- Beth Stevens, assistant professor of neurology at Harvard University Medical School.
- Heidi Williams, assistant professor of economics at Massachusetts Institute of Technology.
- Peidong Yang, S. K. and Angela Chan Distinguished Professor of Energy at the University of California at Berkeley.
The U.S. House of Representatives on Monday approved a one-year extension of the federal Perkins Loan program, which is set to expire this week.
House lawmakers passed, on a voice vote, legislation that would allow the federal Perkins Loan program to continue through next September. Unless the Senate acts, the Perkins Loan program will expire at midnight on Thursday. If the program were to expire, colleges would be able to continue to make Perkins Loans to some students who need the financing to finish their degrees, but colleges would be unable to make any new loans.
Passage of the House bill on Monday sends the fate of the Perkins Loan program to the Senate. Senator Lamar Alexander, the Tennessee Republican who heads the Senate education committee, has called for eliminating the Perkins Loan program as part of an effort to simplify and streamline the federal government’s student loan programs.
Senator Patty Murray of Washington, the top Democrat on the education committee, has said she doesn’t want to see the program expire.
In a statement, Education Secretary Arne Duncan said that Perkins is an “important campus-based financial tool” and called on Congress to “make it larger, better targeted and more effective at helping students and families.”
The legislation that cleared the House on Monday would also extend for a year two federal higher education committees, the National Advisory Committee on Institutional Quality and Integrity, which advises the education secretary on accreditation issues, and the Advisory Committee on Student Financial Assistance.
Drury University, in Missouri, is eliminating the jobs of 12 faculty members, none of them with tenure but some on the tenure track, The Springfield News-Leader reported. The university cited an enrollment decline this year, and said that it was eliminating positions in departments with reduced student demand. The faculty members who lost jobs were in theater, philosophy, music, education and languages. The university said that it plans to grow in fields with more student demand, and as a result is adding programs in film and TV production, digital design, animation, and professional writing. The choices of topics for growth, and the fields of those having jobs eliminated, have prompted some on campus to create a Facebook page called "Save Drury as a Liberal Arts School."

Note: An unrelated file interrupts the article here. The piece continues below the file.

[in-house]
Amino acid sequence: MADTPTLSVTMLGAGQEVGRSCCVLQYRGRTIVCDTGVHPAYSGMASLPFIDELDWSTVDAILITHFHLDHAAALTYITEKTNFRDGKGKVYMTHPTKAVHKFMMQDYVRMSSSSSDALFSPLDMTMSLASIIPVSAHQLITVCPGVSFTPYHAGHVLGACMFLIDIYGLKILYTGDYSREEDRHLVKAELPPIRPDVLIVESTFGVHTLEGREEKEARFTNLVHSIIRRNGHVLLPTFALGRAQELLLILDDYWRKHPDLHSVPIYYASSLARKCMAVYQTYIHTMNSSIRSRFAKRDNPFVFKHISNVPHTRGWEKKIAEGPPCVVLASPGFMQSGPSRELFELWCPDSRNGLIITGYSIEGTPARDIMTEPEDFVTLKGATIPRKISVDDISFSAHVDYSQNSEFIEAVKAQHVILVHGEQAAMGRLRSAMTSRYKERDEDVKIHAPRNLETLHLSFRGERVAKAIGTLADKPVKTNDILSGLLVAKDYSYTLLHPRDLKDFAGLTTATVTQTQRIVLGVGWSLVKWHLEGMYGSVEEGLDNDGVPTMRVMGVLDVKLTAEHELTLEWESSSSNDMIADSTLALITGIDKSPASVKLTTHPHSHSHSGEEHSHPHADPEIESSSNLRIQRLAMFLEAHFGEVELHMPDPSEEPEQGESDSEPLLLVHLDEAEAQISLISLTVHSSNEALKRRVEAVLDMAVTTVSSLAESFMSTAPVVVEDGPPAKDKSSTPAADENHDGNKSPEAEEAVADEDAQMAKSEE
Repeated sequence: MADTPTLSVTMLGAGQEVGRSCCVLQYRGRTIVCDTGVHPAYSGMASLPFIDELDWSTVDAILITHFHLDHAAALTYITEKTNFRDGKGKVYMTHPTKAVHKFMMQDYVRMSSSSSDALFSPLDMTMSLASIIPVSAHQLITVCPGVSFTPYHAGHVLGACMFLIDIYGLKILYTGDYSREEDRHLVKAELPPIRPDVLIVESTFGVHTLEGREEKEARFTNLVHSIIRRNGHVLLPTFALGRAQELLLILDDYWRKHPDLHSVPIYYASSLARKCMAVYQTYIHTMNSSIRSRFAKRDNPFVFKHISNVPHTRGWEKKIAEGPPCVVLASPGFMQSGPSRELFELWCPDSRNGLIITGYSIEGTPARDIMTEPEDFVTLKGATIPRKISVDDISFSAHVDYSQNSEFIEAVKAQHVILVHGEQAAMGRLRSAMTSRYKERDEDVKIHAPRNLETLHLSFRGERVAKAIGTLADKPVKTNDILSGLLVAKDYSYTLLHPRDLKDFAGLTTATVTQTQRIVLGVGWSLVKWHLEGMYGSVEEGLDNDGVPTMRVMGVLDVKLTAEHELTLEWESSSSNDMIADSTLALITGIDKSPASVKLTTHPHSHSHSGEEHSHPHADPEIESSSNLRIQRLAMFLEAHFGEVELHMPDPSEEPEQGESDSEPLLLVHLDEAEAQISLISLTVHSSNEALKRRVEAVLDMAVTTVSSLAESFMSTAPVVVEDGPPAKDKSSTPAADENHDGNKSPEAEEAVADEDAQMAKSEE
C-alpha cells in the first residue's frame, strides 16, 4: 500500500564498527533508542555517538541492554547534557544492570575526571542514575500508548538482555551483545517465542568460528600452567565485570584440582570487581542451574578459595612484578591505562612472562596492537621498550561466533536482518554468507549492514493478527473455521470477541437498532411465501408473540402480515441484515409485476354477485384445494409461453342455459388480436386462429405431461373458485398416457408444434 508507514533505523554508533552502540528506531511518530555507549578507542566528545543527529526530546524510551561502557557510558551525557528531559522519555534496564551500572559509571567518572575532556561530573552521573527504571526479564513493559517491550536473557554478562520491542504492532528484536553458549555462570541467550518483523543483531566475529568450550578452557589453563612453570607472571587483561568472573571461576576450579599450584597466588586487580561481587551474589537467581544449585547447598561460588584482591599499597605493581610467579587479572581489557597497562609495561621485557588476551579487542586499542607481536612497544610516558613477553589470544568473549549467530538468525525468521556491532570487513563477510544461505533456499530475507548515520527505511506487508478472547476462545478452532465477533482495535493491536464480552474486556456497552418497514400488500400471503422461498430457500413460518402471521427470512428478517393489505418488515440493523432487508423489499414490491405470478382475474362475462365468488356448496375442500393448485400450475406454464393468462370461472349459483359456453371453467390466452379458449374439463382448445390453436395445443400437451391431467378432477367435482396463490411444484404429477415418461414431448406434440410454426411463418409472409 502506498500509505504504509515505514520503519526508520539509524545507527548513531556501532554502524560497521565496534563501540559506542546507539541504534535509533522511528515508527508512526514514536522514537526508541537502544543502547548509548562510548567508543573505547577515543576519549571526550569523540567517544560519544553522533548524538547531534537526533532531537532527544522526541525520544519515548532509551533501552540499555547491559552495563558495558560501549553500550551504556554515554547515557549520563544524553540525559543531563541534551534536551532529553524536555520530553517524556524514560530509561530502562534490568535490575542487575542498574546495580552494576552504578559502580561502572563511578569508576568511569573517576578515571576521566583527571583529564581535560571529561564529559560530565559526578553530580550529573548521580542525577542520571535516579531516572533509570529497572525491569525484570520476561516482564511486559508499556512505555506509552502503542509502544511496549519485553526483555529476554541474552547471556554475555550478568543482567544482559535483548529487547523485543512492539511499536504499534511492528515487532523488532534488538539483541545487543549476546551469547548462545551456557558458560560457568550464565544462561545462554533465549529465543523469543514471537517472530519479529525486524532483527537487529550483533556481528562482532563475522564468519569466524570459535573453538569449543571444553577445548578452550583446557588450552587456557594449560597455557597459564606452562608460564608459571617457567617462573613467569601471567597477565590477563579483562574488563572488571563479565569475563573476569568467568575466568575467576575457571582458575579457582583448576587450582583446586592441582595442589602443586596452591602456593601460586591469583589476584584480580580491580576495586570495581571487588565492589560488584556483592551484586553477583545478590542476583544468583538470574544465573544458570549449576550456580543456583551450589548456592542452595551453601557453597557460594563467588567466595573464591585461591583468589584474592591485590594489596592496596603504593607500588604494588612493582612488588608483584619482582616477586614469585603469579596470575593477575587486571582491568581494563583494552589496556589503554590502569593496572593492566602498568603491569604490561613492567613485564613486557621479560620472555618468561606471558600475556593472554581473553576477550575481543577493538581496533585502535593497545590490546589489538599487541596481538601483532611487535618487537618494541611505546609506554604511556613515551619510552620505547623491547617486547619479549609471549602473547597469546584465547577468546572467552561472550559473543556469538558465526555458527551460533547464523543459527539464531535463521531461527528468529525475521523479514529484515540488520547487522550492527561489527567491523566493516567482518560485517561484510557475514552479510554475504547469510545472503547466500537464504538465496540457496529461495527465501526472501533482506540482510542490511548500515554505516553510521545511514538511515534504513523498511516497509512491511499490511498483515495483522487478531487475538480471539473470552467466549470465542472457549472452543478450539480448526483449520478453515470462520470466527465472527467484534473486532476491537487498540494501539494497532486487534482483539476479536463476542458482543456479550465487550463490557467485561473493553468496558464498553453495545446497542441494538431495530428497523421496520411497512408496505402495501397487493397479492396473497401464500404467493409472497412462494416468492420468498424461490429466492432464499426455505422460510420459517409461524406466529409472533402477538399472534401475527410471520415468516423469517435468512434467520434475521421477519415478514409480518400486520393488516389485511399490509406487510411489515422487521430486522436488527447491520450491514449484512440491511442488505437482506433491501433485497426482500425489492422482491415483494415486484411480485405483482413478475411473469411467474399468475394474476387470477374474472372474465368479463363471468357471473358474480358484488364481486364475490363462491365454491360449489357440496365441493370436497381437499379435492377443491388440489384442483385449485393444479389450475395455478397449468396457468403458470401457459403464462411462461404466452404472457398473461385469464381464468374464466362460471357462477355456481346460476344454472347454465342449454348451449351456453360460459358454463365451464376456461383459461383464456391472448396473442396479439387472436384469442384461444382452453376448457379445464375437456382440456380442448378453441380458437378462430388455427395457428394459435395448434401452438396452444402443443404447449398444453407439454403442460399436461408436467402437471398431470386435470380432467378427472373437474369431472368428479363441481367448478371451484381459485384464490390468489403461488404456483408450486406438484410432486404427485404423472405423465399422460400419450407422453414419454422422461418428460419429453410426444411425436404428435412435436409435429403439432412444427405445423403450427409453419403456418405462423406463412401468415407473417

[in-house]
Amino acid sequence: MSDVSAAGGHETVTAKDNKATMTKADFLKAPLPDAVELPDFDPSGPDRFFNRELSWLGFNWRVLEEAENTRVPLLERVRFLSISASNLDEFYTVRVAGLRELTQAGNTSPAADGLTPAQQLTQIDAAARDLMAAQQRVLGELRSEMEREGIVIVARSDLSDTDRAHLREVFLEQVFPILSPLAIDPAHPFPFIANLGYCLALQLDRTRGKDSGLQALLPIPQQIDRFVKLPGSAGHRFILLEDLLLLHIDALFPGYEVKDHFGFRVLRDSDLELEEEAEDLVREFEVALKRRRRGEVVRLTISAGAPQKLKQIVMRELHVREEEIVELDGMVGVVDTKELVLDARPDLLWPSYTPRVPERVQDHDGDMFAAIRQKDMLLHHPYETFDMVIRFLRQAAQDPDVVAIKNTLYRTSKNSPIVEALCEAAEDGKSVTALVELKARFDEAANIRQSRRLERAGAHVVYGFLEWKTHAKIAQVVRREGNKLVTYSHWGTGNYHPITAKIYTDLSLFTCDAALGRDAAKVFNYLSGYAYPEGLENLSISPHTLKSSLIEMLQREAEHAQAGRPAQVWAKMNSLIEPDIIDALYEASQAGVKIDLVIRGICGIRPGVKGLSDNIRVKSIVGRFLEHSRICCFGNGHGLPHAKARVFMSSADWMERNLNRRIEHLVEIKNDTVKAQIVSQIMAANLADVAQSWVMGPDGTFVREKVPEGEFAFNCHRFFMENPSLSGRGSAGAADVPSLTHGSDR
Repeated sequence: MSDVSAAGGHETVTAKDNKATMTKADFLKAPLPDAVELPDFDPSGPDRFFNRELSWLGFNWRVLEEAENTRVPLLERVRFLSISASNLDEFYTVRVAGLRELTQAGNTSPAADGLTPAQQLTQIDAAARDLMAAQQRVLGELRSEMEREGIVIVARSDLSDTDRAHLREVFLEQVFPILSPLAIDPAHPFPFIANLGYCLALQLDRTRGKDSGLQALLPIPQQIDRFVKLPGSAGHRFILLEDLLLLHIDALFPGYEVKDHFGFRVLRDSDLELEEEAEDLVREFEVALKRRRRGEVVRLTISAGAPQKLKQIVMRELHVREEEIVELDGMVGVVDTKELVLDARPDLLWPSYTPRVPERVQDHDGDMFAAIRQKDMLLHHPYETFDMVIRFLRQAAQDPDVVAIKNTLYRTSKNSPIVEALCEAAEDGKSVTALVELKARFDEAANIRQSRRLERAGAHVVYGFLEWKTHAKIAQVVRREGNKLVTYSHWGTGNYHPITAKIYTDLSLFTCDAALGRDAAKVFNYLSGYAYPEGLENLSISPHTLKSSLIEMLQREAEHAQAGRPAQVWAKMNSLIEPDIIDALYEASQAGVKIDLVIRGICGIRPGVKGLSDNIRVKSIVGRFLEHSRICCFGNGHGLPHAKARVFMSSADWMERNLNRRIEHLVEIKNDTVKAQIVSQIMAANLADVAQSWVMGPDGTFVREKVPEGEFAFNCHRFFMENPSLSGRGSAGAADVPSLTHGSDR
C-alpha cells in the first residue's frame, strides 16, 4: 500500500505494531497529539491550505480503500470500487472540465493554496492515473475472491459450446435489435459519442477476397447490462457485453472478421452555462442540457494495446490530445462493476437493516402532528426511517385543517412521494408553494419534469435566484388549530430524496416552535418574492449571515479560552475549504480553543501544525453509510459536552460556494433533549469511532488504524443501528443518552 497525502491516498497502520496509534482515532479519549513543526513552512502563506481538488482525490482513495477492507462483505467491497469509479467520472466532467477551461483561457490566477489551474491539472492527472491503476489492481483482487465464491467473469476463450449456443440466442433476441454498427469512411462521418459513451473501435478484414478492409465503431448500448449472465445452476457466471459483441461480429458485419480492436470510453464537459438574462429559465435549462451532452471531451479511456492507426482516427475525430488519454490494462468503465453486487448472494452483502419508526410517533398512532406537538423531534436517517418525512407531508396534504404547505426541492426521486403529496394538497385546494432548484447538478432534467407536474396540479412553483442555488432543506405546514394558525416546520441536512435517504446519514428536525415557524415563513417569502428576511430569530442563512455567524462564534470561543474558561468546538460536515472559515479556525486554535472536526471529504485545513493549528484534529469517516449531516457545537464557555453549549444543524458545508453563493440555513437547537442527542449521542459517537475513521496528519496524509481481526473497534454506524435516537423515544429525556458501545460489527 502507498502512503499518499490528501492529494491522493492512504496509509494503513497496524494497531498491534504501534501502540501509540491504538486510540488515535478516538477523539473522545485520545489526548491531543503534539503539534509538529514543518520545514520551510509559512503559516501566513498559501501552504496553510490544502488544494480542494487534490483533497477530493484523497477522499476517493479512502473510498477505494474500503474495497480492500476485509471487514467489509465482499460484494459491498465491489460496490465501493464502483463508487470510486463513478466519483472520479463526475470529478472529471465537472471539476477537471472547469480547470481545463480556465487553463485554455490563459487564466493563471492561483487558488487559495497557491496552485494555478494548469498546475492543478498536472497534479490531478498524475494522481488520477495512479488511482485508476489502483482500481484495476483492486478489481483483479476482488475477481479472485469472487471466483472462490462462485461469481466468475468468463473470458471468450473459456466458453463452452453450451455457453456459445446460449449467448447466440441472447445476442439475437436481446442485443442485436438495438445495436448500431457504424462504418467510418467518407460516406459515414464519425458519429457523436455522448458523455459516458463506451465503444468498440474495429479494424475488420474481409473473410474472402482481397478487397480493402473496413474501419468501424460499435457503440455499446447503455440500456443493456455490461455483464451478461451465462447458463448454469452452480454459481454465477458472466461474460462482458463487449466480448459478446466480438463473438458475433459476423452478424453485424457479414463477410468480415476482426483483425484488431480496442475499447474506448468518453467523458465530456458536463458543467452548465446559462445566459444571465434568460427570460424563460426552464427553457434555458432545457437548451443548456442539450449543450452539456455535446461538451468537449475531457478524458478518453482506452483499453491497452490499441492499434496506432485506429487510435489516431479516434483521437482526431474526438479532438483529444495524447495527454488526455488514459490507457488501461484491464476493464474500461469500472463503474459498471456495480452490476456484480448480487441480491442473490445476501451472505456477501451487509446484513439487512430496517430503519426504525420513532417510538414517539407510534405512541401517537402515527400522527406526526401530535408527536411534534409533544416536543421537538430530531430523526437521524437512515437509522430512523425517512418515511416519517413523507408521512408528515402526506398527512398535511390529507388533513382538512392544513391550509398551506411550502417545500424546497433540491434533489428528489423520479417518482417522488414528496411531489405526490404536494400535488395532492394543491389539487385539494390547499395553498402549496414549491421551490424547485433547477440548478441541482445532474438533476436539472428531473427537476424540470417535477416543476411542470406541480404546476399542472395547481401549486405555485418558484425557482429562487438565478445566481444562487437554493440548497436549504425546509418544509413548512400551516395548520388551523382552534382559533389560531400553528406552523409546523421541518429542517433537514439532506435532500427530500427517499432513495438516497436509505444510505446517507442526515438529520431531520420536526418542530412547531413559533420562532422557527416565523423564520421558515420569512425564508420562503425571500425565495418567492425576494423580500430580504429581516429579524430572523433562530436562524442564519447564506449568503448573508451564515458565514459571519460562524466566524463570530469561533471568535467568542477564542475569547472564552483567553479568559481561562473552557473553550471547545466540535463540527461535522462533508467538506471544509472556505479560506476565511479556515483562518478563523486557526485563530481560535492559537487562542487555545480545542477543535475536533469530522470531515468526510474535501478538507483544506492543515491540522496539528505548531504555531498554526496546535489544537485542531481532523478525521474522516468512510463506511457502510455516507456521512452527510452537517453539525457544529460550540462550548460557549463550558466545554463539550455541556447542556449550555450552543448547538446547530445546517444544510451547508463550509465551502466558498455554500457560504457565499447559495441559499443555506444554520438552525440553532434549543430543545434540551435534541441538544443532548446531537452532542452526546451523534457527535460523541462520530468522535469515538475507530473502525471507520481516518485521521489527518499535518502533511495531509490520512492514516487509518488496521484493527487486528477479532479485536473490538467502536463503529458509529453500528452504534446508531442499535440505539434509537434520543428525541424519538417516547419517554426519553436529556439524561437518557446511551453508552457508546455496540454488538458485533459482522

As the scandal over Bill Cosby has grown, many colleges have removed his name from buildings or programs that honored him. Now some institutions are revoking honorary degrees he received -- and most colleges rarely if ever revoke such degrees. Fordham University announced such a move last week. Marquette University and Brown University have also now revoked degrees awarded to Cosby. A statement from Marquette President Michael R. Lovell and Provost Daniel Myers described the rationale for the move. “By his own admission, Mr. Cosby engaged in behaviors that go entirely against our university’s mission and the guiding values we have worked so hard to instill on our campus,” the statement said. “Every day, we live these values by challenging our students to integrate knowledge and faith into their real-life decisions in ways that will shape their lives. With those values in mind, let us all remember that the foundations on which our great university was built remain as important today as ever.
The Associated Press quoted Brown University President Christina H. Paxson as saying that Cosby has admitted in depositions to conduct (namely drugging women and having sex with them without their consent) “contrary to the values of Brown.”
All three universities cited Cosby’s own statements about his conduct. A letter from one of Cosby’s lawyers obtained by People magazine objects to the universities’ actions, insisting that Cosby has done nothing wrong. The letter says of the Fordham statement: “The statement grossly mischaracterizes both Mr. Cosby's actions and his deposition testimony, in language more befitting a tabloid journal rather than a respected institution of higher learning.”